colnames(tmp.weights) = paste(tickers,”.weights”,sep=””)
      tmp.perfs.momentum = ROC(tmp,n=perf.days,type=”discrete”)
      tmp.ir = tmp.perfs[,1]
      tmp.ir[] = NA
      colnames(tmp.ir) = “InformationRatio”
      for (i in (perf.days+1):nrow(tmp.perfs)) {
      tmp.ir[i] = InformationRatio(tmp.perfs[(i-perf.days+1):i,1],tmp.perfs[(i-perf.days+1):i,2])
      if (tmp.perfs.momentum[i,1]>tmp.perfs.momentum[i,2]) {
      tmp.weights.momentum[i,1] = 1
      } else {
      tmp.weights.momentum[i,2] = 1
      }
      }
      tmp.proba = pt(tmp.ir,df=perf.days-1)
      tmp.weights[tmp.proba>switch.threshold,1] = 1
      tmp.weights[tmp.proba<(1-switch.threshold),2] = 1
      tmp.weights = lag(tmp.weights,1)
      tmp.weights[1,] = 0
      tmp.weights.momentum = lag(tmp.weights.momentum,1)
      tmp.weights.momentum[1,] = 0
      write.table(cbind(tmp,tmp.weights),"~/Google Drive/R/Rotation.csv",sep=",",row.names=index(tmp),col.names=TRUE)
      tmp.ret = ROC(tmp,type="discrete")
      tmp.ret[1,] = 0
      strat = xts(rowSums(tmp.ret*tmp.weights),order.by=index(tmp.ret))
      strat = cumprod(1+strat)
      colnames(strat) = "Strat"

  21. Floyd permalink
    February 10, 2014 7:44 pm

    I really enjoy reading your articles and postings and would also like to request a copy of the spreadsheet. Thanks!

  22. BruceWei permalink
    February 11, 2014 1:58 am

    Got a question, shouldn’t the T-stats be the active premium/(tracking error/sqrt(N)) ? Because it’s the standard error that should be in the denominator, not just the tracking error?

  23. wray permalink
    February 16, 2014 12:20 pm

    Good work, David.
    Here are some questions I have:

    In your formula the information ratio is satisfied within the first part–AVERAGE(C2:C61)/STDEV(C2:C61); what is then the function of the second part–*SQRT(COUNT(C2:C61))? Is this second component an attempt to mimic the one-sample form of the t-test, which looks like that t= (sample mean – critical/test mean)/ s *sqrt (n)?

    Why going through the information ratio at all, and not instead building a more straightforward two sample t-test following the traditional formula t= (sample mean 1 – sample mean 2) / sqrt ( sample var 1/n1 + sample var 2/n2)?! Wouldn’t this produce a more genuine test?

    Also regarding your instructions “This number for A vs B is subtracted from 1 if the information ratio is positive and kept as is if the information ratio is negative” is this already expressed in your formula IF(E7>0,1-TDIST(E7,COUNT(C2:C61),1),TDIST(-E7,COUNT(C2:C61),1)), or we need to further provide for it?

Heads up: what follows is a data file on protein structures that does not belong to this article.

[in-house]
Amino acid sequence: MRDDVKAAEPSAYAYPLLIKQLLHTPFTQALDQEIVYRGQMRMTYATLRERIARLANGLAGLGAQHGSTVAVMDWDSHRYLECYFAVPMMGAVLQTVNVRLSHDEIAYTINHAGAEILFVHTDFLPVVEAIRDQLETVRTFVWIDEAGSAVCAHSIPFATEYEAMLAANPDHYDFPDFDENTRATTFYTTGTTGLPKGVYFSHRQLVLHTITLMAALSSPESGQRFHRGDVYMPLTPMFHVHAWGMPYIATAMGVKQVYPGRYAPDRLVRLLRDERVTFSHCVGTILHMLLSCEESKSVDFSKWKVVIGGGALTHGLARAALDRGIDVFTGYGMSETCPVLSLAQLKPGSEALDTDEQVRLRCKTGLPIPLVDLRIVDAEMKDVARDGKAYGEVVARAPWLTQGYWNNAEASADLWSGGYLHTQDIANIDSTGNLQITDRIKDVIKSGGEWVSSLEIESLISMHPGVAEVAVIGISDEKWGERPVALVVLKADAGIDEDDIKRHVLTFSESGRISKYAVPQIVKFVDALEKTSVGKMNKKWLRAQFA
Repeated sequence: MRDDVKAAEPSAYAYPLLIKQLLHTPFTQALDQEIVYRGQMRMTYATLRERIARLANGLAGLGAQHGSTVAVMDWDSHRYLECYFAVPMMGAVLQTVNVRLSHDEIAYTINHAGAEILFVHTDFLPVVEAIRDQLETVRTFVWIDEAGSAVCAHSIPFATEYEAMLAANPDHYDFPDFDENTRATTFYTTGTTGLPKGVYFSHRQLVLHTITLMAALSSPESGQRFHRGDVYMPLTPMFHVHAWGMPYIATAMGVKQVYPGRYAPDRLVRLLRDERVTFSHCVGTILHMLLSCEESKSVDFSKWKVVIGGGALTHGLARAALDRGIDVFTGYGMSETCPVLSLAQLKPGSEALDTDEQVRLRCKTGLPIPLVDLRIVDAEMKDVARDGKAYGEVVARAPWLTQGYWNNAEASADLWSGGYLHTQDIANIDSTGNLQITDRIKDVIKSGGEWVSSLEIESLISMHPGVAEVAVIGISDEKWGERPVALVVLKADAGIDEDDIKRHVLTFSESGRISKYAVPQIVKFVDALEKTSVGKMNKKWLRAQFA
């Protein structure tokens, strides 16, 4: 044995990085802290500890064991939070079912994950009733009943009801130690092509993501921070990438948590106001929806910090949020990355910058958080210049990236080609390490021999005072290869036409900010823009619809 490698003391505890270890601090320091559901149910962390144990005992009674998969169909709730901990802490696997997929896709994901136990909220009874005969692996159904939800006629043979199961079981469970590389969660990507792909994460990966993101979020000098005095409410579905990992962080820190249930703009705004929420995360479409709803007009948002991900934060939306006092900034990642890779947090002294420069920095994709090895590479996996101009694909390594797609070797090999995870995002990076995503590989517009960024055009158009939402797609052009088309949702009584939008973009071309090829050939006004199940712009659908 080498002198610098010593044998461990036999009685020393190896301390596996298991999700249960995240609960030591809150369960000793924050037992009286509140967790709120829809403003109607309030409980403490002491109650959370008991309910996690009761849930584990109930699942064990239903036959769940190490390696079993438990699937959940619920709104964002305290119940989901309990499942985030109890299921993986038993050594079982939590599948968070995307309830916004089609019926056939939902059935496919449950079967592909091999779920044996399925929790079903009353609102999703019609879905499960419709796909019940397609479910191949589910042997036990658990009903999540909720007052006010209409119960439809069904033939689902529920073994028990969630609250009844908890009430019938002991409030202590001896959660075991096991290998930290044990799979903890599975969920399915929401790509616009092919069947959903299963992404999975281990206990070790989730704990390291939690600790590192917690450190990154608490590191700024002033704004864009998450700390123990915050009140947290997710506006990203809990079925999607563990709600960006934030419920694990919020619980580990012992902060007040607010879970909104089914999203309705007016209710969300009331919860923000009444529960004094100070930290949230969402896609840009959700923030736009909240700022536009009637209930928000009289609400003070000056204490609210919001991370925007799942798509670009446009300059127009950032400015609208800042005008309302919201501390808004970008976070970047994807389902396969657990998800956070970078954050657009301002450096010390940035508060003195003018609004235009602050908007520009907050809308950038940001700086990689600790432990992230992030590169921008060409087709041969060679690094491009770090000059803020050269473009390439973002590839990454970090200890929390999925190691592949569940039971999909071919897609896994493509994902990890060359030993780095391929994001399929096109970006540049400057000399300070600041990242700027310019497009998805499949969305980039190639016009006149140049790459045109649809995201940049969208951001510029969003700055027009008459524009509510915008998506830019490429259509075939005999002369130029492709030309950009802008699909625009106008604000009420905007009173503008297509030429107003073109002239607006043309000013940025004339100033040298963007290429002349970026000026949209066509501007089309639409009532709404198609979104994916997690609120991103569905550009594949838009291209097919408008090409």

Finally, I followed your spreadsheet to test SPY vs TLT and I cannot quite replicate your results… Also it seems that such a system would drastically underperform holding the SPY through 2008–is this correct? There wasn’t any SPY buy-and-hold graph vs. the prob. strategy…

    Thanks for sharing…

  24. alex permalink
    March 31, 2014 1:49 am

    Hi everyone. I just came across this excellent post while looking for momentum related info. I am trading a rather crude rule based system on XIV/ZIV and I wanted to improve my switches between XIV, ZIV and cash.
    Just to make sure I understand correctly: David uses the 60 day rolling returns to evaluate the probability of the persistence of the trend (A perf > B perf and vice versa). Am I right?
    Are the returns used : daily log returns or raw?
    Can this approach be replicated so as to use more than 2 assets? (any pointer would be nice 🙂 )

    David: Would it be possible for you to share the spreadsheet used to come up with the charts and difference in number of trades as shown in the post?

    Thanks!

  25. April 15, 2014 8:37 pm

    The results look impressive, but I’ve seen all to many similar strategies that did also, but did not stand up to a thorough investigation of the back testing methodology. Also the 25, 30, 35 day results fluctuation are a cause for concern.

    Are the back tests explained? Did I miss them?

  26. VanDer permalink
    September 29, 2015 4:39 pm

    Just curious if this is extendable to more than two asset classes within a multi asset rotation framework. Thanks